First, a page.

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Am J Orthop (Belle Mead NJ). 2007 Apr;36(4):207-9.

Osseous healing with a composite of allograft and demineralized bone matrix: adverse effects of smoking.

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  • 1Department of Orthopaedic Surgery, St. Elizabeth's Health System, Youngstown, Ohio 44501, USA.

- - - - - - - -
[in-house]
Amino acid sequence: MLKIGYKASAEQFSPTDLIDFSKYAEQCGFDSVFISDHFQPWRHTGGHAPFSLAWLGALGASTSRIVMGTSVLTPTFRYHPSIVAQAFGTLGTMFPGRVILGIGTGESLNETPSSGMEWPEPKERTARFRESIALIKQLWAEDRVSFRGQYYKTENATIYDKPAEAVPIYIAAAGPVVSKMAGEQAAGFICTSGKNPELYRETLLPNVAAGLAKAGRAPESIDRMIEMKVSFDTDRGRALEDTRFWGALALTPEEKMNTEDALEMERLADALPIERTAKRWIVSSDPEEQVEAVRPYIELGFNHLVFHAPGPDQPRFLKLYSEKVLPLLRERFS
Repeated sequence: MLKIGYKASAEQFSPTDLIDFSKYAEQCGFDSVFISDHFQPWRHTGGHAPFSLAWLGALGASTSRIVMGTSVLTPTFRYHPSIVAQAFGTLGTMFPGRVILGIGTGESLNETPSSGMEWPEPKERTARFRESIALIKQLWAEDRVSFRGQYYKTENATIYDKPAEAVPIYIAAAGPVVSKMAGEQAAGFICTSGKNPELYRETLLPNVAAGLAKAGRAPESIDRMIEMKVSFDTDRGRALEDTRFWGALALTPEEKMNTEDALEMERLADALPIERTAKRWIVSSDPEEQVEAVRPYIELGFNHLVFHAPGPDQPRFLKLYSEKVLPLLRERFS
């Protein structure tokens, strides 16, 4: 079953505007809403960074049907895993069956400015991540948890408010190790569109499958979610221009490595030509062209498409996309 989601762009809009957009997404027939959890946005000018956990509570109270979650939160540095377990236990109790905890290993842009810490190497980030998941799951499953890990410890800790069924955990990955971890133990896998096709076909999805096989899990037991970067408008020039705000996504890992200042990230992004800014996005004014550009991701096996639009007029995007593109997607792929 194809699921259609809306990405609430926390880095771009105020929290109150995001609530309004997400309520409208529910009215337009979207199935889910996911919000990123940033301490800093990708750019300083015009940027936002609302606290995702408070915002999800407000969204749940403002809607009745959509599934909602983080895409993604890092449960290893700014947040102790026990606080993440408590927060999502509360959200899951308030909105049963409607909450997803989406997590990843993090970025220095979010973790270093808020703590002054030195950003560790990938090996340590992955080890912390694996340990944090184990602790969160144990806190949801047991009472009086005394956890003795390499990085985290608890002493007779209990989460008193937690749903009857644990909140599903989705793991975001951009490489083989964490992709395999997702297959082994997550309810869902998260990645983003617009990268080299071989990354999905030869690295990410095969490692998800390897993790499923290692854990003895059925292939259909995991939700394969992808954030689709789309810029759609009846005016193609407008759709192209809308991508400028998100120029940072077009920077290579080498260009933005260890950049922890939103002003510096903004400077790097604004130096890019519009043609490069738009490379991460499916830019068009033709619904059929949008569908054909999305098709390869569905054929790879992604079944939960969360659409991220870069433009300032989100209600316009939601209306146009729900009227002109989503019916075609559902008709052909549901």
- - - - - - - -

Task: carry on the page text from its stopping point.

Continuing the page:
We report on our use of a composite graft of lyophilized cancellous allogenic chips and demineralized bone matrix (DBM; Grafton; Osteotech, Eatontown, NJ) to manage traumatic osseous defects and nonunions. Data were prospectively collected from all patients who received this composite bone graft between 1996 and 2000. Only acute fractures with bone loss resulting in a uncontained defect and atrophic non-unions were included in the present study. Demographic data and complications related to composite use, tobacco use, and other comorbidities that could affect healing were evaluated. One hundred seven patients (112 bone graft sites) were followed up for a mean of 32 months (range, 12-60 months). Graft sites included the forearm, femur and tibia. Of the 112 patients, there were 56 smokers (25 non-unions and 31 fractures) and 56 non-smokers (28 fractures and 28 non-unions). Healing occured in 38/56 smokers compared with 49/56 non-smokers. In failed cases, smoking was characteristic in 7/9 non-unions and 11/16 fractures. There were 26 acute uncontained injuries, 29 acute contained defects, and 67 nonunions. Grafting sites were radius/ulna (13 cases), humerus (17), femur (31), and tibia/fibula (51). Significant comorbidities were diabetes mellitus (4 cases), fungal osteomyelitis (1), and pulmonary alveolar proteinosis (1). Eight (73%) of the 11 patients with graft failure had a significant smoking history. This composite graft is an option for managing osseous defects and nonunions traditionally treated with autologous bone grafting but should be used with caution when treating patients who are smokers.

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